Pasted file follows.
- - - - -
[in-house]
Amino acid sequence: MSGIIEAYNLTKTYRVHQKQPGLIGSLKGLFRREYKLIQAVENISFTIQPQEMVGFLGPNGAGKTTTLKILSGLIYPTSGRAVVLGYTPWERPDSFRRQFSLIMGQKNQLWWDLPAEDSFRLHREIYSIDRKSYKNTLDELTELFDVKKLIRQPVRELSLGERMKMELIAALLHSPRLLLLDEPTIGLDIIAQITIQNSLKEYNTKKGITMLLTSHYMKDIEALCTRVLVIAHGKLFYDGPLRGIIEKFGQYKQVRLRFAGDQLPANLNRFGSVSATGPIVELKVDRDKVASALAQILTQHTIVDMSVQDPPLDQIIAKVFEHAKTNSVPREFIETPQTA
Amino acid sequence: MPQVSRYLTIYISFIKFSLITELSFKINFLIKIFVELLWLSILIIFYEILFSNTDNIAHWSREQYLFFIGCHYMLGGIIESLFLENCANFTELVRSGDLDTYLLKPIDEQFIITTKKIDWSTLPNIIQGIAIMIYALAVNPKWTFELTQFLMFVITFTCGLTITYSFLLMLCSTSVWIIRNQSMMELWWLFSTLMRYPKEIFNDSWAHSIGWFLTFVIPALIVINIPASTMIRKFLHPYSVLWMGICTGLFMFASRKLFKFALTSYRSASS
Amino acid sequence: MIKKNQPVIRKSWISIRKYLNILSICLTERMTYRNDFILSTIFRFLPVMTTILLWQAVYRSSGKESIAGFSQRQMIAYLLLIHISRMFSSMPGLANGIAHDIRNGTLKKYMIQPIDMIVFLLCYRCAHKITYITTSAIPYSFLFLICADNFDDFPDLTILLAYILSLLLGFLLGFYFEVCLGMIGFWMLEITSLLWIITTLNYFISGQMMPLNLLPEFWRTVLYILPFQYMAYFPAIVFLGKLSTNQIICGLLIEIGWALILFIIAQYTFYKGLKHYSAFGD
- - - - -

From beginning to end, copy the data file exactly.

[in-house]
Amino acid sequence: MSGIIEAYNLTKTYRVHQKQPGLIGSLKGLFRREYKLIQAVENISFTIQPQEMVGFLGPNGAGKTTTLKILSGLIYPTSGRAVVLGYTPWERPDSFRRQFSLIMGQKNQLWWDLPAEDSFRLHREIYSIDRKSYKNTLDELTELFDVKKLIRQPVRELSLGERMKMELIAALLHSPRLLLLDEPTIGLDIIAQITIQNSLKEYNTKKGITMLLTSHYMKDIEALCTRVLVIAHGKLFYDGPLRGIIEKFGQYKQVRLRFAGDQLPANLNRFGSVSATGPIVELKVDRDKVASALAQILTQHTIVDMSVQDPPLDQIIAKVFEHAKTNSVPREFIETPQTA
Amino acid sequence: MPQVSRYLTIYISFIKFSLITELSFKINFLIKIFVELLWLSILIIFYEILFSNTDNIAHWSREQYLFFIGCHYMLGGIIESLFLENCANFTELVRSGDLDTYLLKPIDEQFIITTKKIDWSTLPNIIQGIAIMIYALAVNPKWTFELTQFLMFVITFTCGLTITYSFLLMLCSTSVWIIRNQSMMELWWLFSTLMRYPKEIFNDSWAHSIGWFLTFVIPALIVINIPASTMIRKFLHPYSVLWMGICTGLFMFASRKLFKFALTSYRSASS
Amino acid sequence: MIKKNQPVIRKSWISIRKYLNILSICLTERMTYRNDFILSTIFRFLPVMTTILLWQAVYRSSGKESIAGFSQRQMIAYLLLIHISRMFSSMPGLANGIAHDIRNGTLKKYMIQPIDMIVFLLCYRCAHKITYITTSAIPYSFLFLICADNFDDFPDLTILLAYILSLLLGFLLGFYFEVCLGMIGFWMLEITSLLWIITTLNYFISGQMMPLNLLPEFWRTVLYILPFQYMAYFPAIVFLGKLSTNQIICGLLIEIGWALILFIIAQYTFYKGLKHYSAFGD